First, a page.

The spring of 1939 saw the protest reemerge. Per the April 10 edition of the Daily Times, the Wilson employment office sent out a “hurry call” for strawberry pickers, who would be sent to fields near Warsaw and Wallace in Duplin County, 50 to 80 miles south of Wilson. The report noted that there was “nothing mandatory” about the first few calls for laborers, but later in the season the employment office might be “forced” to draft pickers from the ranks of applicants for unemployment. If this happened, and applicants refused to go, “official action would be taken against them.”

In response to Times columnist John G. Thomas’ dismissive takes on the motives and concerns of African-American laborers, Willis E. Prince submitted for publication this remarkable rebuke.

Wilson Daily Times, 13 April 1939.

Who was Willis Ephraim Prince? In 1939, he was a 53 year-old self-employed carpenter and bar owner who had spent a decade living in Philadelphia and New York City and whose financial independence allowed him to raise his voice in protest without fear of repercussion. Just as importantly, he was the son of Turner Prince.

In 1865, formerly enslaved men and women settled on the flats just across the Tar River from Tarboro; they called their community Freedom Hill. Pitt County-born freedman named Turner Prince (1842-1912) and his wife, Sarah Foreman Prince, soon arrived in the community. Prince, a carpenter, constructed houses and other buildings throughout Freedom Hill and involved himself in local Republican politics. In recognition of his leadership and literal community-building, Freedom Hill residents chose the name Princeville when the town was incorporated in 1885, the first town in North Carolina (and probably the United States) incorporated by African-Americans.


In the 1900 census of Tarboro township, Edgecombe County: carpenter Turner Prince, 58; wife Sarah, 54; children Laura, 18, Sarah J., 16, Willis E., 14, and Jonas A., 11; and granddaughter Lucy Lloyd, 9.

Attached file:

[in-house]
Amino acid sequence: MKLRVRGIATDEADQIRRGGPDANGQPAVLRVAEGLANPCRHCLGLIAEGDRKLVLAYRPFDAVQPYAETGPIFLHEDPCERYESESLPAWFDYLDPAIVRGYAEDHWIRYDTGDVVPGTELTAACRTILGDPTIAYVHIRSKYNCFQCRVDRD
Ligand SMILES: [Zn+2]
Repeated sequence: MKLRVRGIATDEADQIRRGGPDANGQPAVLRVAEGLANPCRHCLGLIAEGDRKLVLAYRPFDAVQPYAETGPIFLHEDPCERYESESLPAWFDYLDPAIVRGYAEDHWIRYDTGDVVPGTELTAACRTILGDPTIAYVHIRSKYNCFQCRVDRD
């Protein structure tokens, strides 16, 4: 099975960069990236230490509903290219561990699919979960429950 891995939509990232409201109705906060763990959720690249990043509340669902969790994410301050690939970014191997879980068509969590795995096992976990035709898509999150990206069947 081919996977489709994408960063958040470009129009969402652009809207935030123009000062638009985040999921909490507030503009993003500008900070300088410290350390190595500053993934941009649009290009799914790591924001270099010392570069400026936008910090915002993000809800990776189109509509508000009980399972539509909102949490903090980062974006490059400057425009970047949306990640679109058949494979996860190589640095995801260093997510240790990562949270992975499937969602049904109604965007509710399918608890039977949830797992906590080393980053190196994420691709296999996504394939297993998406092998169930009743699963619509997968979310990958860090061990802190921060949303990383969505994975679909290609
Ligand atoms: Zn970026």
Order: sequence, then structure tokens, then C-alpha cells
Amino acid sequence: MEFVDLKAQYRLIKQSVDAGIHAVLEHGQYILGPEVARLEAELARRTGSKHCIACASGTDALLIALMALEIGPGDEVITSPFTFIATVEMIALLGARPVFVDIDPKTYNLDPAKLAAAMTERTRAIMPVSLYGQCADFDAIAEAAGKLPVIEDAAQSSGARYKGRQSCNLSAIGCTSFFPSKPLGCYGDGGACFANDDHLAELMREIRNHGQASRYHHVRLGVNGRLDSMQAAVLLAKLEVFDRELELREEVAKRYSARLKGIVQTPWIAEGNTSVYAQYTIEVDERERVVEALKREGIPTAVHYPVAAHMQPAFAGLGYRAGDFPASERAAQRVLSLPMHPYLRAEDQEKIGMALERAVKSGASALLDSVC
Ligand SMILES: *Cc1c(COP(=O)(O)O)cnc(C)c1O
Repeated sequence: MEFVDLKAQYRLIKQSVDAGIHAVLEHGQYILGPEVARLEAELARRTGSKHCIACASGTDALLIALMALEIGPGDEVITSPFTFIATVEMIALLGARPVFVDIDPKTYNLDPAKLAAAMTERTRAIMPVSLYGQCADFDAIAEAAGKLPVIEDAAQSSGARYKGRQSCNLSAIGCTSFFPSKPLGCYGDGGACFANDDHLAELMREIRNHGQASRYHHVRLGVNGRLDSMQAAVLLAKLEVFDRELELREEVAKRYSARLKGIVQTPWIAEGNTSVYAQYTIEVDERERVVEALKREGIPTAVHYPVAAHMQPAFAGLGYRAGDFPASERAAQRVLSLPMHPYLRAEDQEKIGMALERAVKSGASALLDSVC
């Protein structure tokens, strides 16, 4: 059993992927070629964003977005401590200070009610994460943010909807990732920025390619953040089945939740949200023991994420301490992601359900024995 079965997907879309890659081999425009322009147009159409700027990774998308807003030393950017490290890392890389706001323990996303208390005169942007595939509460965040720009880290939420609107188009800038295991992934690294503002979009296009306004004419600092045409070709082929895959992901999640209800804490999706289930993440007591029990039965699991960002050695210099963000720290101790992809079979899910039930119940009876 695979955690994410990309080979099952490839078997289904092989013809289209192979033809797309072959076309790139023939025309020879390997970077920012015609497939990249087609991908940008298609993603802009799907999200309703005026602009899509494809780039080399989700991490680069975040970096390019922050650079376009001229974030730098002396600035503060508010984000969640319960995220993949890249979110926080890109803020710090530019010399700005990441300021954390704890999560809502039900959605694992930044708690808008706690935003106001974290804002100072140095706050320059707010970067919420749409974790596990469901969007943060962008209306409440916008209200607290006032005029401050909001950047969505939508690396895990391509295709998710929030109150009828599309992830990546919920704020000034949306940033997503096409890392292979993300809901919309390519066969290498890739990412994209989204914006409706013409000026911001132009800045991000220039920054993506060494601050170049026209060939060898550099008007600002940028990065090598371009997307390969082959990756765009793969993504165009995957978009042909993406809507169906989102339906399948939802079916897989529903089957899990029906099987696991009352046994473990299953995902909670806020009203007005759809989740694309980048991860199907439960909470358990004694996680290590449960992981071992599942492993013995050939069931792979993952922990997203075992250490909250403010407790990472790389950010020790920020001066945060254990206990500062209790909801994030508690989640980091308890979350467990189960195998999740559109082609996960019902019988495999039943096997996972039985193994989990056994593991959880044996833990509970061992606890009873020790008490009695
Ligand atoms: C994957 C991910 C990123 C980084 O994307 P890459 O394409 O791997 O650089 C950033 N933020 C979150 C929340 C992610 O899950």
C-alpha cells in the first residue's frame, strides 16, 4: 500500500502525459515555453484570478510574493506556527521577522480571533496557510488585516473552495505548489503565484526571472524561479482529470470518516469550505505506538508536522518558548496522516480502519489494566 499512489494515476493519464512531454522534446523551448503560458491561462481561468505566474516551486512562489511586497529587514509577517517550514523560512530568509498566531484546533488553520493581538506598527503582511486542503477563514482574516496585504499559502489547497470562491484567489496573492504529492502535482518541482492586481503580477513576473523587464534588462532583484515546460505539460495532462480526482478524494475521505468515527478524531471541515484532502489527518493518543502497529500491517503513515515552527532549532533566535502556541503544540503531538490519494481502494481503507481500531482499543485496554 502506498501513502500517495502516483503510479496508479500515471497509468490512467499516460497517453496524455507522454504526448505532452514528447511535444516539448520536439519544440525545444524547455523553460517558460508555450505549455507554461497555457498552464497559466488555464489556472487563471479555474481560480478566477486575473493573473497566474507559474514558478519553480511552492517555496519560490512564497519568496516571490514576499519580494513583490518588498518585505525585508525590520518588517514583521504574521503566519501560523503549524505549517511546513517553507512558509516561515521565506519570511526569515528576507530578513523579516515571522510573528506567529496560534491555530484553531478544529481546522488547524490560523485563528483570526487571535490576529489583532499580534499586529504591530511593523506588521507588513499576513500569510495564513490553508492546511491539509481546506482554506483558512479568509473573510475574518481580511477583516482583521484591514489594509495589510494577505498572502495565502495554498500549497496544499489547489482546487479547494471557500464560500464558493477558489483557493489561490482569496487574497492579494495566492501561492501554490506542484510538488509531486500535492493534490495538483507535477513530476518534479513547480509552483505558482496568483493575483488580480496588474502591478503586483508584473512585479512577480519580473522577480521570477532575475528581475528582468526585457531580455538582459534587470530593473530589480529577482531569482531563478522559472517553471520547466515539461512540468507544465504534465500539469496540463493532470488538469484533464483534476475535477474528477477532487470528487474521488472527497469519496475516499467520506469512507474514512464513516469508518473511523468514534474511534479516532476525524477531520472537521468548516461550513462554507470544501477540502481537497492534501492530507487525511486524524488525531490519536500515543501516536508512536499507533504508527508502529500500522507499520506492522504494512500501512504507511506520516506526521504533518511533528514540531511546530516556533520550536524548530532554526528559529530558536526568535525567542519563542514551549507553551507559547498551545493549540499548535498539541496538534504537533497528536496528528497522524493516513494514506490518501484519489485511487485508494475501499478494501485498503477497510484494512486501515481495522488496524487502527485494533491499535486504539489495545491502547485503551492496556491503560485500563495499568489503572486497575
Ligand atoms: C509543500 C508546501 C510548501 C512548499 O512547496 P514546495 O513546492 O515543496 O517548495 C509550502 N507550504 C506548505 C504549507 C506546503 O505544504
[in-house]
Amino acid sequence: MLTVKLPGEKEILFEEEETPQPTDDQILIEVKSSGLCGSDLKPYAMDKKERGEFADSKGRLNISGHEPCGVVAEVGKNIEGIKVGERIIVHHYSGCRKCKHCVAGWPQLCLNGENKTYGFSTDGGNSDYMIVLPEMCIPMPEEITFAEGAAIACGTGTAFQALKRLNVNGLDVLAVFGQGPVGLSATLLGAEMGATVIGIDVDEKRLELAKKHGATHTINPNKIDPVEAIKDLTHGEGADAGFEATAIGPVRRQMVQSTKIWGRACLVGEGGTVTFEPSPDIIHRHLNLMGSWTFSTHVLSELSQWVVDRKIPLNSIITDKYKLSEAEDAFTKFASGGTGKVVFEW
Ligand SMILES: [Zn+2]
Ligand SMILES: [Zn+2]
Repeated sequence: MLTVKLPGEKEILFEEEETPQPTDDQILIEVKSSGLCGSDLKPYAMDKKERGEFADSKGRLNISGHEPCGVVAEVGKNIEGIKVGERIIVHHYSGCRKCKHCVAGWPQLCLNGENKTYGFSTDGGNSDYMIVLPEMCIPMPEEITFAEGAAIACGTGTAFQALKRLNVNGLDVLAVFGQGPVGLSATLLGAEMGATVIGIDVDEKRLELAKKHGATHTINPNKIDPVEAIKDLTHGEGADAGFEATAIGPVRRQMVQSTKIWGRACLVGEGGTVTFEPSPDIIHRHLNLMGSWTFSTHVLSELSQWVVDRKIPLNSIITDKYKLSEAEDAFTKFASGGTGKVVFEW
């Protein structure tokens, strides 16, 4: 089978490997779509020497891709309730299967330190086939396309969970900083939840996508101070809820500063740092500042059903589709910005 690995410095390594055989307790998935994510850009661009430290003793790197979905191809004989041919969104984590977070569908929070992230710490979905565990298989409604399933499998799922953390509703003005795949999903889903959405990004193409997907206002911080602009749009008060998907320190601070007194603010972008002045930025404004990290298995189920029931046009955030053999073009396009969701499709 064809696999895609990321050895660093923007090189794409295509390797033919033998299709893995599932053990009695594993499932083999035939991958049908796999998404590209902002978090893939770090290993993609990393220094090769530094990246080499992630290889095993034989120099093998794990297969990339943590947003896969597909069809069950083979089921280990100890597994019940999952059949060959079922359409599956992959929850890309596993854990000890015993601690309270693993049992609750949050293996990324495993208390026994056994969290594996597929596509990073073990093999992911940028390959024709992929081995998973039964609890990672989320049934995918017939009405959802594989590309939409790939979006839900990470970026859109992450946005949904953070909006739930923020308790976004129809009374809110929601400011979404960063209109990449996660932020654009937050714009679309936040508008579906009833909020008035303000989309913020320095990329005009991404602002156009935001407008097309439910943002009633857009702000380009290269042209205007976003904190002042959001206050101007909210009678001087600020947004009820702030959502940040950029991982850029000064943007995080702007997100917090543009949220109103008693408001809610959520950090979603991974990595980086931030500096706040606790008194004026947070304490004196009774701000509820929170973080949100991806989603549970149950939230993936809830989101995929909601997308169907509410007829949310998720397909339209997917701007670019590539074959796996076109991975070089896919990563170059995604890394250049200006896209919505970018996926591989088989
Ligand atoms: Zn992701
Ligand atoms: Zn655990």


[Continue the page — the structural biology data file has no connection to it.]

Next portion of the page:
On 21 August 1907, William Prince married Gertrude Pittmon in Manhattan.

In the 1910 census of Manhattan, New York, New York: at 165 West 72nd, William P. Prince, 24, born in N.C., janitor at apartment house, and wife Gertrude P., 30, born in N.C., housekeeper at apartment house.

On 6 June 1912, shortly before he died, Turner Prince made out a will whose provisions included: “I give, devise and bequeath to Ephraim Prince my son & Susie Gray my grandchild the house in which we now live. Ephraim is to have full possession of said house during the minority of said Susie Gray and in return contribute to her support. If at any time he should discontinue to do so, then he shall forfeit ($50.00) Fifty Dollars to my estate, the amount forfeited to be used for the benefit of said Susie Gray. If Susie Gray should die before maturity then said property shall revert to Ephraim in full. Otherwise he is to pay Susie Gray $50.00 upon her becoming of age, and he come in full possession of said property.”

In 1918, Willis Ephraim Prince registered for the World War I draft in Manhattan County, New York. Per his registration card, he was born 22 January 1886; lived at 2470-7th Avenue, New York City; was an unemployed licensed engineer; and his nearest relative was wife Gertrude Prince.

On 22 November 1919, Willis E. Prince, 31, of Edgecombe County, son of Turner and Sarah Prince, married Marina White, 21, of Edgecombe County, daughter of Edgar and Marietta Wilkins, at the courthouse in Wilson.

In the 1920 census of Tarboro, Edgecombe County: on Tarboro Road, carpenter Willis Prince, 32; wife Marina, 21, teacher; and daughter Vivian, 8 months.

On 31 December 1920, Tarboro’s Daily Southerner reported the arrests of four men for stealing a safe from Willis Prince’s store in Tarboro.

On 21 November 1922, Willis Prince, 36, son of Turner and Sarah Prince, married Mary Gear, 36, daughter of Dan and Sarah Gear, in Wilson. A.M.E.Z. minister B.P. Coward performed the ceremony in the presence of Laura Peele, S.A. Coward, and Louise Cooper.

In the 1925 and 1928 Hill’s Wilson, N.C., city directories, Willis and Mary Prince are listed at addresses on Suggs Street.

Mary Prince died 14 November 1928 in Wilson. Per her death certificate, she was 45 years old; was born in Wilson County to Daniel and Sarah Gier; was married to Willis Prince; and was buried in Rountree Cemetery. Alice Woodard was informant.

In the 1930 census of Philadelphia, Philadelphia County, Pennsylvania: at Chestnut Hill Hospital, Willis E. Prince, 49, boarder, porter at public hospital; born in North Carolina.

On 27 January 1934, Willis Prince, 47, son of Turner Prince and Sarah [maiden name not listed], married Alma Mae Hines, 29, daughter of Amos and Sarah Hines, in Wilson. C.E. Artis applied for the license, and A.M.E. Zion minister I. Albert Moore performed the ceremony in the presence of M.W. Hines, C.L. Darden, and A.M. Dupree.